Arterial blood gas

Arterial blood gas

Now and then, my doctor asks that I have an arterial blood gas analysis. What exactly is this? Also, I would like to better understand what is meant by PCO2.

To understand what an arterial blood gas analysis is, you must first know what an artery is. The circulatory system includes the following:

1) Arteries that carry blood that has been freshly oxygenated by the lungs, from the heart to peripheral
tissues;
2) Capillaries, which are tiny blood vessels where gases and nutrients are exchanged with the tissues;
3) Veins that carry blood from the peripheral tissues back to the heart.

Most blood samples are taken from veins. Some are taken by pricking the fingertip, where capillary blood is obtained. However, when accurate information on lung function is needed, it is preferable to collect blood that has just come from the heart-lung unit. The sample is usually taken by puncturing the radial artery, which is located on the inside of the wrist at the base of the thumb, just beneath the skin. A local anesthetic may be necessary. Because blood pressure in this vessel is much higher than in a vein, pressure must be applied to the artery after the blood is collected to prevent bleeding.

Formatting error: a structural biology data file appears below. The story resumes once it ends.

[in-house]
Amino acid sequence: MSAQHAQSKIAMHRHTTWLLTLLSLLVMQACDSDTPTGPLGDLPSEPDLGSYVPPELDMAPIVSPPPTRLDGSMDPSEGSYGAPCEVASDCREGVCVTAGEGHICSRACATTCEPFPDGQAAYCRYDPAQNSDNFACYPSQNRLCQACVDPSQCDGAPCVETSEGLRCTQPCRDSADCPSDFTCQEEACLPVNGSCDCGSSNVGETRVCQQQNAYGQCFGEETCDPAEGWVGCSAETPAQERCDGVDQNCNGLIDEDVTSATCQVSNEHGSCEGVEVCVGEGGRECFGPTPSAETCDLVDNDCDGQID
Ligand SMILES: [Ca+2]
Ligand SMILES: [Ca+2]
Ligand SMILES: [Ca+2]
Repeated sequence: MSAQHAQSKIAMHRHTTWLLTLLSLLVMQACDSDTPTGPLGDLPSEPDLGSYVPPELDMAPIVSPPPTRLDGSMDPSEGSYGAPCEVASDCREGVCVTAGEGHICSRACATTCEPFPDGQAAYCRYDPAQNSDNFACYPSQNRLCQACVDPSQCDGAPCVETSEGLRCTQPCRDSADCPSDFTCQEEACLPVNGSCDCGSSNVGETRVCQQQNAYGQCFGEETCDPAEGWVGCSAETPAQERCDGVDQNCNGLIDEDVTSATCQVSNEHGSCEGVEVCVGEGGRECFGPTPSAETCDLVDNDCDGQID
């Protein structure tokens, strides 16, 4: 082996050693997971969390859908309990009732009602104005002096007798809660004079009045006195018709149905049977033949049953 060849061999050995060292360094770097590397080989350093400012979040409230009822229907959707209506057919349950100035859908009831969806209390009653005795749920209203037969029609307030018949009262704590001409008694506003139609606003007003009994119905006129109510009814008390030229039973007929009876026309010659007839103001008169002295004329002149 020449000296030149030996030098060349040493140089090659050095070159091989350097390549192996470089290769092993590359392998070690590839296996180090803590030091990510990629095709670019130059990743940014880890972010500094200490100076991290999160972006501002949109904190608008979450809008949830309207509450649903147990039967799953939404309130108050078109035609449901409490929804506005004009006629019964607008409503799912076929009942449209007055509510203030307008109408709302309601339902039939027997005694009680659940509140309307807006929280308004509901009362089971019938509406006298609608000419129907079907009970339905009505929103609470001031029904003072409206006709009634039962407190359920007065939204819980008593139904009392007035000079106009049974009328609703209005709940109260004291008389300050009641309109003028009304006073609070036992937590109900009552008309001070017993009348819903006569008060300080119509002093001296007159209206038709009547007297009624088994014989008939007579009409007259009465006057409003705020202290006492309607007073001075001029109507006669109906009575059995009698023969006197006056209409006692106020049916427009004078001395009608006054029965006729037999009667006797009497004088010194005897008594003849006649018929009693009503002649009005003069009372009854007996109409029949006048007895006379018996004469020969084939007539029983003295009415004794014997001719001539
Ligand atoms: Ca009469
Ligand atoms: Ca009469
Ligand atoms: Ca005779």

An arterial blood gas sample is used to analyze blood acidity (pH) and the pressure of oxygen (PO2) and carbon dioxide (PCO2). We all know that oxygen is the body’s “fuel” and carbon dioxide is one of the body’s waste products. The lungs’ main function is to supply oxygen to the blood and eliminate carbon dioxide. Blood acidity (pH) and CO2 levels (PCO2) can be measured quite accurately with capillary gas (taken from the fingertip), but the pressure of blood oxygen (PO2) reading is not as reliable. Moreover, in cases of severe lung disease where gas readings are necessary to determine whether oxygen therapy is needed (and if so, how much), an arterial blood gas sample is required.

A device known as the pulse oximeter that is now readily available in clinics and on the market. A small clip attached to an optical system is usually placed on the fingertip; the oxygen level in the blood can be indirectly measured quite accurately without piercing the skin. Although arterial blood gas tests have not been completely eliminated, this device has made it possible to reduce them greatly!

N.B.:   Normal PO2 levels are between 80 and 100. Normal PCO2 levels are between 38 and 42

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